The Minnesota Timberwolves They have undergone massive changes in the 2022 offseason, and it’s worth wondering how exactly it will all come together for Minnesota in 2022-23 as they look to build on a promising year. Each week from now until the start of preseason in October, I will be writing about one specific thing for each potential rotation player that I am most intrigued to see in terms of how the team ultimately fits.
Somewhat missing among the hoopla of the package the Timberwolves gave up for Rudy Gobert and the center’s fit in Minnesota are the trade’s implications for this team’s identity moving forward.
Karl-Anthony Towns and Anthony Edwards were, of course, the Wolves’ best players in last year’s resurgence, but it’s fair to argue that the biggest differentiator between last season’s success and previous failures was the culture of unrelenting energy and intensity. The two leaders of that ferocity, Patrick Beverley and Jarred Vanderbilt, were sent to the Utah Jazz as part of the package that landed Gobert.
So yes, the Timberwolves are more talented now and filled a major need with a rim-protecting, board-clearing big man. But the roster is missing players who spark those around them by the sheer power of their effort, and every successful team needs multiple guys who fill that role.
Who will step up to give them that edge? Towns, Edwards and D’Angelo Russell carried too much of an offensive load. Gobert gets the job done with his indomitable length, while Jaden McDaniels and Kyle Anderson are as laid back personalities as you get in the NBA. Taurean Prince is more of a lead-by-example type, and Jaylen Nowell and Jordan McLaughlin are quiet as well.
There’s only one guy on the roster who could match the outward zeal of a Beverley or a Vanderbilt, and that is second-round rookie Josh Minott.
To be clear, it’s far too much to expect for a first-year guy to maintain an entire aspect of a team’s culture. Minott is exceedingly raw and could spend more time in the G League than with the top squad. What I am intrigued to see with Minott is if he can earn enough of a role to be a factor as an instant energizer off the bench.
We’ve already seen Minott have that effect in Summer League, especially defensively and on the boards, where it is most needed. It wasn’t just his outward displays of emotion, either; Minott flew around the court to make plays that infused life into his teammates.
He was an active rim-protector, averaging 1.6 blocks per game per RealGM, and defended the perimeter with abandon. His technique needs some work, but the motor he showcased is reminiscent of the early portion of last season when the Wolves’ X-out scheme sped opponents up and created opportunities off turnovers.
One of Minott’s biggest strengths coming out of Memphis is his rebounding, which often translates to the NBA and certainly translated to Summer League in his case. His 8.6 rebounds per game ranked 10th among those who played at least four games in Vegas, and he made a particular hay with 3.6 offensive boards per game.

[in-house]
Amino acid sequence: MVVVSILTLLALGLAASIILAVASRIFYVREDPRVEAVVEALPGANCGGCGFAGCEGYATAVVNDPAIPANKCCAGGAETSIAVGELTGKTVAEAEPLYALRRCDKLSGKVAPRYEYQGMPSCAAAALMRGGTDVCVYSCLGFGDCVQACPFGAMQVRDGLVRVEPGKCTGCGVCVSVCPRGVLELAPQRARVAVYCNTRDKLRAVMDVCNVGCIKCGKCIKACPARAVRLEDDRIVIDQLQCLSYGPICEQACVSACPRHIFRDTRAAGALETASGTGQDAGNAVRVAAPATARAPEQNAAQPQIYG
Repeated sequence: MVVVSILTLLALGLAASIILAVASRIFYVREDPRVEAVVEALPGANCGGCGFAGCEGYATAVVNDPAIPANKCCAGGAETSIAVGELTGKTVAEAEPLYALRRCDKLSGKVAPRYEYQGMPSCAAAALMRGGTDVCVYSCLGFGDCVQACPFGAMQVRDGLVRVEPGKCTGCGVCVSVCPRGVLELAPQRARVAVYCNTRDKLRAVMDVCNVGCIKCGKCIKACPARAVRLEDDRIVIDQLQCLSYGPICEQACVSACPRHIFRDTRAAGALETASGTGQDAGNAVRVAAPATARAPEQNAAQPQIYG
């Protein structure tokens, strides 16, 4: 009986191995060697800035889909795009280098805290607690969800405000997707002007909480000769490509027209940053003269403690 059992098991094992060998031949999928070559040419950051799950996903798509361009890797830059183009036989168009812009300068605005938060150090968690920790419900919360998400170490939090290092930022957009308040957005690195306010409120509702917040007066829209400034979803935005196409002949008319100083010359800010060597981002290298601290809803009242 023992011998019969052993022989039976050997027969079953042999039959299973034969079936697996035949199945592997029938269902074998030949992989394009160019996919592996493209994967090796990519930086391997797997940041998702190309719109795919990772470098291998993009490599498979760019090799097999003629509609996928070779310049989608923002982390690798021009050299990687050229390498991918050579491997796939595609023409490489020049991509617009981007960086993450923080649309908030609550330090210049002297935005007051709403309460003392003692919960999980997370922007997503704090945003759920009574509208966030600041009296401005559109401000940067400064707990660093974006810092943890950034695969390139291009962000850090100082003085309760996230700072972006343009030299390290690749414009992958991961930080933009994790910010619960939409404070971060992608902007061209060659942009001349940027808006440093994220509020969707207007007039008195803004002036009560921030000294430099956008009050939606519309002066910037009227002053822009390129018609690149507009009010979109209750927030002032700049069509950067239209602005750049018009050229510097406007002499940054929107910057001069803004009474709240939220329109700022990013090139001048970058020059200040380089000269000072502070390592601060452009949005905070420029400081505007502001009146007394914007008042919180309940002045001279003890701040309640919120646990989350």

Exactly the kind of play you want to see from Josh Minott. Threads the needle to McCormack in stride, then comes back in from waaayyy outside the area for the putback dunk
Minott rebounds, defends and playmakes beyond simple kickouts. aka anticipation, timing and is unselfish pic.twitter.com/DxpddqRldZ
— Key Sang (@Phantele_) July 11, 2022
The multiple efforts and from-outta-nowhere put-backs are eerily reminiscent of Vanderbilt’s best highlights. Again, Minnesota just doesn’t have many guys who play like this.
Even more encouragingly, Minott’s intensity showed itself on the offensive end, most notably in his commanding debut against the Nuggets when he dunked everything. Every movement of his is all-out, and that helps create good looks on cuts and transition run-outs.
So we know Minott brings that energetic dynamic Minnesota needs. The question is, will he see the court enough for it to matter?
The smart money says no. Minott was just the 45th overall pick, and while he earned his true NBA contract, that does not mean he will be a major part of Chris Finch’s rotation. He simply has too much developing to do before he’s ready for that.
Minott’s lack of craft is what will keep him off the floor for now, and it made itself known in the struggles he faced in Summer League. He needs a lot of work as a ball handler and shooter, as evidenced by his 38.3 field goal percentage. He’s still learning where to be on the floor and when to be there, and that’s to be expected.
However, if Minott can surprise with his skill level like he did in Vegas, perhaps he will be in line for a bigger role than expected. After making two of just 14 3-point attempts in college, no one anticipated Minott would shoot like he did — 41.7% from downtown on 2.4 attempts per game. It was a small sample size, of course, and he needs to keep sharpening his form, but he looked so much more confident and fluid in his shot.
Minott struggled with his handle in traffic at Memphis, but the enhanced spacing that came with improved teammates and the larger court allowed him to flash some impressive driving ability with his long strides.
He also threw some beautiful passes on anticipatory reads, dropping 1.6 assists per game. These are the passes he made every once in a while at Memphis, but he rarely got the playing time or on-ball opportunities to show off his vision.
Don’t get it twisted, Minott has a ways to go. But he is the exact kind of player Minnesota will need to contend at the level Tim Connelly and Co. are striving for.